How Much Am I Wasting Without Cross-device Frequency Capping?

Brands Can Reduce Wasted Spending with Better Frequency Capping

Marketers building cross-device campaigns are struggling to avoid wasting thousand or even tens of thousands of dollars on unneeded impressions.

Marketers want to get their messages to consumers as they move among screens, but they must do so at the right level of reach and frequency for maximum effect and minimum irritation of their target audience.

“In the new multi-screen landscape, advertisers need to be able to engage a consumer across desktop, mobile and tablets seamlessly,” John Sherrod, Founder and President/COO of BlueCava, told Econsultancy.

The average household today has four to five Internet-connected devices. Without cross-device frequency capping, the same individual is incorrectly identified as a unique user as he or she switches devices to consume media and research products.

While in-browser frequency capping may be effective on computers, mobile is another story. Browsers often don’t allow persistent cookies, and less than 20% of smartphone and tablet use is on web browsers, according to comScore.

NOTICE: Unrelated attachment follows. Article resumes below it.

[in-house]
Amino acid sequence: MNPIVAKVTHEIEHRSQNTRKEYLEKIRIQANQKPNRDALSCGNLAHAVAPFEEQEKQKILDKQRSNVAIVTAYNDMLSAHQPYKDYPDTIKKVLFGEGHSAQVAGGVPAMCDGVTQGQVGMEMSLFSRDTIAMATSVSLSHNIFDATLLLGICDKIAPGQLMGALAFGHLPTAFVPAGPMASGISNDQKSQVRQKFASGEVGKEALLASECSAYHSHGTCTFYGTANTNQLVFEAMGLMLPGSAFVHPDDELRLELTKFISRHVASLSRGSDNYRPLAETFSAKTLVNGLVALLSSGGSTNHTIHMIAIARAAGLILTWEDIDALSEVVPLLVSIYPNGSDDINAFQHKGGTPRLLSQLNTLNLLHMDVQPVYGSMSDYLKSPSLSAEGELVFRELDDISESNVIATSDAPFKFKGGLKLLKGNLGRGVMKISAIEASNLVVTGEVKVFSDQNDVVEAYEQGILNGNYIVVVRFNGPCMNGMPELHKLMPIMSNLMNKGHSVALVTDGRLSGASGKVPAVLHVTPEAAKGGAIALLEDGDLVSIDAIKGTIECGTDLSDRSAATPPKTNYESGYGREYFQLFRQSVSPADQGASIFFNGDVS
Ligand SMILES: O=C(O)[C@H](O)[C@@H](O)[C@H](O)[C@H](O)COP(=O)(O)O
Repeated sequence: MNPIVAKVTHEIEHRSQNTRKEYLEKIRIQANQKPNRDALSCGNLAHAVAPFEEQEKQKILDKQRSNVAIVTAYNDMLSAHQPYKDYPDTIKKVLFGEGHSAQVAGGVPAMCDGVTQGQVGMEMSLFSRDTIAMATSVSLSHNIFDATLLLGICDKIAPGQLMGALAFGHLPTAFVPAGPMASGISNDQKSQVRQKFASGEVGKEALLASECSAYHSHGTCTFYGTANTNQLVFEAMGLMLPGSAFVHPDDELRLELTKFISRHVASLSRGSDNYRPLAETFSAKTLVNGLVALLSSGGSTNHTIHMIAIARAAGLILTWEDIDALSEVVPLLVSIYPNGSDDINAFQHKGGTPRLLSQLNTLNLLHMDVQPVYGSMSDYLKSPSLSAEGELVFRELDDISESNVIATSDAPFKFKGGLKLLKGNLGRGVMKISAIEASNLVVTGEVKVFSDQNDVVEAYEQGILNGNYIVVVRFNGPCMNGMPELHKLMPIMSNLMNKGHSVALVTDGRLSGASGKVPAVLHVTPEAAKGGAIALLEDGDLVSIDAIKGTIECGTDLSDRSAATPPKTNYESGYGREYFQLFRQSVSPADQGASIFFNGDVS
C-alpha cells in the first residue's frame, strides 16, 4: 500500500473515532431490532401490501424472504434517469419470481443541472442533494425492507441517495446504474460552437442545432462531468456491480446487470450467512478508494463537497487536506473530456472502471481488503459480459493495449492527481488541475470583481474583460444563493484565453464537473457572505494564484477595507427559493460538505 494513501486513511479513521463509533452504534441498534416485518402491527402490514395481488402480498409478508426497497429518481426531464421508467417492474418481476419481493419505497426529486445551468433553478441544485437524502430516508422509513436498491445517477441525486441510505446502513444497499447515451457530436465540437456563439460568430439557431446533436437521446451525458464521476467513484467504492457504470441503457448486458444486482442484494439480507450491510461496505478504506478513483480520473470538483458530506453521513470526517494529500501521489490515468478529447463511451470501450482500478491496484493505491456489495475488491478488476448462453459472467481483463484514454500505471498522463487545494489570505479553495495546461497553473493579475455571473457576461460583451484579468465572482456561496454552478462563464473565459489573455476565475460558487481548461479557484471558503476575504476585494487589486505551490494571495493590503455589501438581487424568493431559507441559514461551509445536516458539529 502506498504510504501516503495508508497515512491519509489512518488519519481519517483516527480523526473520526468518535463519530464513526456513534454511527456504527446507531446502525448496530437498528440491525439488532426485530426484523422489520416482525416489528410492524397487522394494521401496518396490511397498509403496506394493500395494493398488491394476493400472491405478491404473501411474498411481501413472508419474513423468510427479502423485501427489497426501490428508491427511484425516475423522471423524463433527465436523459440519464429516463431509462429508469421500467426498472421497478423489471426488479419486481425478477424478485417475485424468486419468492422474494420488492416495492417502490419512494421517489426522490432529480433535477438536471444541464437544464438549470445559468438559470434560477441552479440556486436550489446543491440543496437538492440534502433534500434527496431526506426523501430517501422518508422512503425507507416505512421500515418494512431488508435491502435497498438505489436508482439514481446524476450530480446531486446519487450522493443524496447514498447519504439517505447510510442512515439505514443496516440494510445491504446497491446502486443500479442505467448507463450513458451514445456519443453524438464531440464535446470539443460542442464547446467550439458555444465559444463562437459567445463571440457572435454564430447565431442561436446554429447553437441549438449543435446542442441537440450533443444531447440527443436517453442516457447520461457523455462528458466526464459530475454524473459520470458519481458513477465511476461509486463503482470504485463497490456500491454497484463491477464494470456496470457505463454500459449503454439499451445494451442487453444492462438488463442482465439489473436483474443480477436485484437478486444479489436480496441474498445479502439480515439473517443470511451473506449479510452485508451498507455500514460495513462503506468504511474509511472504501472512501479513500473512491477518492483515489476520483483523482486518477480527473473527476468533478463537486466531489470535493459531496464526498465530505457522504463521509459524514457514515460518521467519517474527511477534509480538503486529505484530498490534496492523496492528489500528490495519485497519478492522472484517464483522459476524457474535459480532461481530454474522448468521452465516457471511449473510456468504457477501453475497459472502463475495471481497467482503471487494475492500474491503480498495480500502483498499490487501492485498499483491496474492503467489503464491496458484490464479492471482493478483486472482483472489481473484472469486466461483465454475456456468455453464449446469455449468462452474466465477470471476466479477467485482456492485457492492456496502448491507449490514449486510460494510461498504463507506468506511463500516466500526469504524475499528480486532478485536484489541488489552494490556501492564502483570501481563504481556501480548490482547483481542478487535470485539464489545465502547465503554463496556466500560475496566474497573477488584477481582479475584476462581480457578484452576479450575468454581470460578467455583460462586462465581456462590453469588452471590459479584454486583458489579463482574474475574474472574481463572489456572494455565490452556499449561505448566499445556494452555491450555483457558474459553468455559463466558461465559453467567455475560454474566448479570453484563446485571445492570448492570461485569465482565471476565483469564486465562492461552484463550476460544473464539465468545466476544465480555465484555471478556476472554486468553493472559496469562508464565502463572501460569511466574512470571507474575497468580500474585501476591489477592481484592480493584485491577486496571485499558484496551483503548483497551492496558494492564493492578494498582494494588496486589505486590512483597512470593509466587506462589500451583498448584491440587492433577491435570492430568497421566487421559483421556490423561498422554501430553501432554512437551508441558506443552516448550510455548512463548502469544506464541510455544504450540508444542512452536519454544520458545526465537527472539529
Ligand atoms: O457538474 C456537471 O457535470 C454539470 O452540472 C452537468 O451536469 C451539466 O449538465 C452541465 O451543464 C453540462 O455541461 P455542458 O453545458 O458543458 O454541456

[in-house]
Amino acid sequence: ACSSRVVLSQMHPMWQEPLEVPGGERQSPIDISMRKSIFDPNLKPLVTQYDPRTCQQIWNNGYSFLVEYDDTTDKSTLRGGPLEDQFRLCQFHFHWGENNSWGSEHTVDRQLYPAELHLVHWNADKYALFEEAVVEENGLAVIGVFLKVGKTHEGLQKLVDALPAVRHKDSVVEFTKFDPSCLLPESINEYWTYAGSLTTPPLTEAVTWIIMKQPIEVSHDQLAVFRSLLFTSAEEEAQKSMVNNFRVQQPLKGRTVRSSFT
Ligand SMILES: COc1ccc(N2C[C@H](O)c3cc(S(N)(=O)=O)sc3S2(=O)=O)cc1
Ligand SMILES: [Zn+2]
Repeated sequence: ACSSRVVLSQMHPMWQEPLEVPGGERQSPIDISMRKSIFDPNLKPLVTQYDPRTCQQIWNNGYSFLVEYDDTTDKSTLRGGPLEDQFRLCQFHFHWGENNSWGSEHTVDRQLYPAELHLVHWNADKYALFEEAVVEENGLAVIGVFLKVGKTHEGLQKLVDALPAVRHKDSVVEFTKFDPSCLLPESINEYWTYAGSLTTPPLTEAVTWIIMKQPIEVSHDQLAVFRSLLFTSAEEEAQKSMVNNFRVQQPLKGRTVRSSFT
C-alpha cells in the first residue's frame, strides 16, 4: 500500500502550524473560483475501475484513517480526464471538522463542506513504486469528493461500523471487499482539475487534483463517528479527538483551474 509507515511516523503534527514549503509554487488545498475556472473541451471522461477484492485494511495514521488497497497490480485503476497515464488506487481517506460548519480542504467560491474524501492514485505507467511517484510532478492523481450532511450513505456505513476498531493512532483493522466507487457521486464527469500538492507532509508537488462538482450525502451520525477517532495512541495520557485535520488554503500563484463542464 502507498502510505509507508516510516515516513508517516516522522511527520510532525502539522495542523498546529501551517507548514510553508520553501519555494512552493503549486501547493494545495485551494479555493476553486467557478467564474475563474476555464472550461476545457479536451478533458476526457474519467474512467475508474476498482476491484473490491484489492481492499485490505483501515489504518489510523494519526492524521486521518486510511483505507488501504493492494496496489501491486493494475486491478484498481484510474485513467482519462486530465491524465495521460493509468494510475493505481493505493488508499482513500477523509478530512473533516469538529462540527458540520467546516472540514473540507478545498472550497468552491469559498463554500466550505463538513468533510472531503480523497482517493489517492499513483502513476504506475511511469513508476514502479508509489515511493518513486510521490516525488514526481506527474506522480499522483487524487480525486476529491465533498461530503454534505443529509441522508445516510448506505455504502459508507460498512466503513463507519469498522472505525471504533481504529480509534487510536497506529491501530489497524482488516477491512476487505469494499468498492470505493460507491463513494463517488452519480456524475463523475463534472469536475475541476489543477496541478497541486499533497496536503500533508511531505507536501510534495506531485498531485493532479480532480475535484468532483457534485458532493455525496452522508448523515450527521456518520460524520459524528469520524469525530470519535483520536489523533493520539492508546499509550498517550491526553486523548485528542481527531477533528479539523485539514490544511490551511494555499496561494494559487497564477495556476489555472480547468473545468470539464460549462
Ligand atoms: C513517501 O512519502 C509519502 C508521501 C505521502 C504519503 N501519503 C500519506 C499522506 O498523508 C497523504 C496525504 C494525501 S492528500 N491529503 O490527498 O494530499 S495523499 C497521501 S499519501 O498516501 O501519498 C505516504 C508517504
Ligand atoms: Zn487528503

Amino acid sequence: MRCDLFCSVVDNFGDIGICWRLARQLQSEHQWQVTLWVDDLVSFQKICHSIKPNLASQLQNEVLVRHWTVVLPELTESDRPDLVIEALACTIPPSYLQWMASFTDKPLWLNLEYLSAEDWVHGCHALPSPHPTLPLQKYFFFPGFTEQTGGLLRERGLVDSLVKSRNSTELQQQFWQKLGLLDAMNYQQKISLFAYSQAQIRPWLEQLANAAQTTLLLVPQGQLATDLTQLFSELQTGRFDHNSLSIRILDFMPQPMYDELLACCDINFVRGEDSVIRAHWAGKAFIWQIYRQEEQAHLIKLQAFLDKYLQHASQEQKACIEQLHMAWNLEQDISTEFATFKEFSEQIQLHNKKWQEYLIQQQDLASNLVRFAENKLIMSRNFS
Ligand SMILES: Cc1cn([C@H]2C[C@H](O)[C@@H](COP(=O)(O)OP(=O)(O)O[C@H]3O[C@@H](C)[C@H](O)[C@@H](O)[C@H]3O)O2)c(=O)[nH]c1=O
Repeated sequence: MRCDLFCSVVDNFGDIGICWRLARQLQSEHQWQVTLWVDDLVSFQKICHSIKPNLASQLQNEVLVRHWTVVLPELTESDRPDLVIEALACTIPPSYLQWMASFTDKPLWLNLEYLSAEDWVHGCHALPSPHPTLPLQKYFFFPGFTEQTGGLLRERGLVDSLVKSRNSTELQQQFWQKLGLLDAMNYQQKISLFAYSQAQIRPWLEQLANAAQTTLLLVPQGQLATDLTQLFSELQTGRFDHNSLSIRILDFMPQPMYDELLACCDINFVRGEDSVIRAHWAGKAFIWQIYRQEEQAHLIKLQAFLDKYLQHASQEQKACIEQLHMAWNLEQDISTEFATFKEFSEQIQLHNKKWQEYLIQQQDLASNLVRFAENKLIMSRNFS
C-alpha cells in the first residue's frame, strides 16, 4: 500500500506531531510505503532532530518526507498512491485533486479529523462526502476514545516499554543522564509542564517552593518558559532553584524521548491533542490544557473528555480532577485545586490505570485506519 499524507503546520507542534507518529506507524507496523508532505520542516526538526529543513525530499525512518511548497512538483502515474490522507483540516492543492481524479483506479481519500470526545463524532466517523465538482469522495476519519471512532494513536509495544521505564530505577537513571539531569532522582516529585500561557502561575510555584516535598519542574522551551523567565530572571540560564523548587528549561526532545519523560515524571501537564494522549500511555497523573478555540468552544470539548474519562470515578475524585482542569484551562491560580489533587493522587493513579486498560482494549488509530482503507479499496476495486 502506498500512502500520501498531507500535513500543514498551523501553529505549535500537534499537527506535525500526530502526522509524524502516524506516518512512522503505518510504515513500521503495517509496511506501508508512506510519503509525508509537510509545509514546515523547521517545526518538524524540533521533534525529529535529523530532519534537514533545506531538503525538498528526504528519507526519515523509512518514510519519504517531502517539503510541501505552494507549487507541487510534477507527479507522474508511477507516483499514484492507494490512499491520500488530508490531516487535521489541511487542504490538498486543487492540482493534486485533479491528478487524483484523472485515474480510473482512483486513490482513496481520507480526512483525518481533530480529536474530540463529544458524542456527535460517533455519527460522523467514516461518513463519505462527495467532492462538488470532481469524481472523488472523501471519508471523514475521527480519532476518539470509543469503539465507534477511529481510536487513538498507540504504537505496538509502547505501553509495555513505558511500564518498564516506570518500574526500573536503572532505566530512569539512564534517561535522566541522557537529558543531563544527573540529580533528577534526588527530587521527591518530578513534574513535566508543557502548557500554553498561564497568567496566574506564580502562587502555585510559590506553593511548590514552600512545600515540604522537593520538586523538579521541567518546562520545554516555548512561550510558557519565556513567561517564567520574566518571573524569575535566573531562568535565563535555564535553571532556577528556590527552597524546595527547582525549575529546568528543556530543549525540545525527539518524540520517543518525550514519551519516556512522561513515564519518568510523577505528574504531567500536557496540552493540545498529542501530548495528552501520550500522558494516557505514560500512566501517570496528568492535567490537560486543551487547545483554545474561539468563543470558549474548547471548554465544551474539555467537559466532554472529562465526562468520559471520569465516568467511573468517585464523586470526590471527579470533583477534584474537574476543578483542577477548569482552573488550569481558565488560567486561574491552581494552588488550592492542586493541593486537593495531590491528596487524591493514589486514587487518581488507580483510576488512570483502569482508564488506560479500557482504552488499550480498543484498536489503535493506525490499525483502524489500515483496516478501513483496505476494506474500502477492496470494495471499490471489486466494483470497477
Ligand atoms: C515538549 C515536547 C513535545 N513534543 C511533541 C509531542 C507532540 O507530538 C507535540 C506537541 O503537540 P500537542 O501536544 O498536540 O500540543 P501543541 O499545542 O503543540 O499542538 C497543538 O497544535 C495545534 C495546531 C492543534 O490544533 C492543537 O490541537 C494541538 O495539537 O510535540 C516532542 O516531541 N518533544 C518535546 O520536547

“Eighty-four percent of what flows through [a smartphone] goes through an app,” Drew Panayiotou, President & CEO, BBDO-ATL at Omnicom, said at the Industry Preview conference run by AdExchanger in January 2015 in New York.

A recent BlueCava study of U.S. consumers illustrates how much marketers may be overspending on duplicate impressions.

During a six-week brand campaign for a financial product, advertising messages were seen at double the desired frequency per household when compared to cookie frequency capping methods used on desktops and laptops.

Even after conversion events, the households continued to see an average of 60 unnecessary impressions each — 30% of them as much as 30 days after the conversion!

For a targeted campaign — say, a premium cross-device mobile-centric campaign with an average $5 CPM (cost per mille) — the spillage adds up to five figures over just a few weeks.

For a major CPG (consumer packaged goods) brand, which can spend billions of dollars annually on digital, alone, the lost revenue could equal tens of millions of dollars in a year.

As marketers move to cross-device campaigns in a fragmented media landscape, they will need to find ways to target individuals, rather than simply screens.

“If you can’t identify and track an individual, then you can’t even begin to think about the hints that bring efficiency to targeting, like message sequencing, ad creative or frequency capping,” eMarketer’s Lauren T. Fisher said in a recent webinar.

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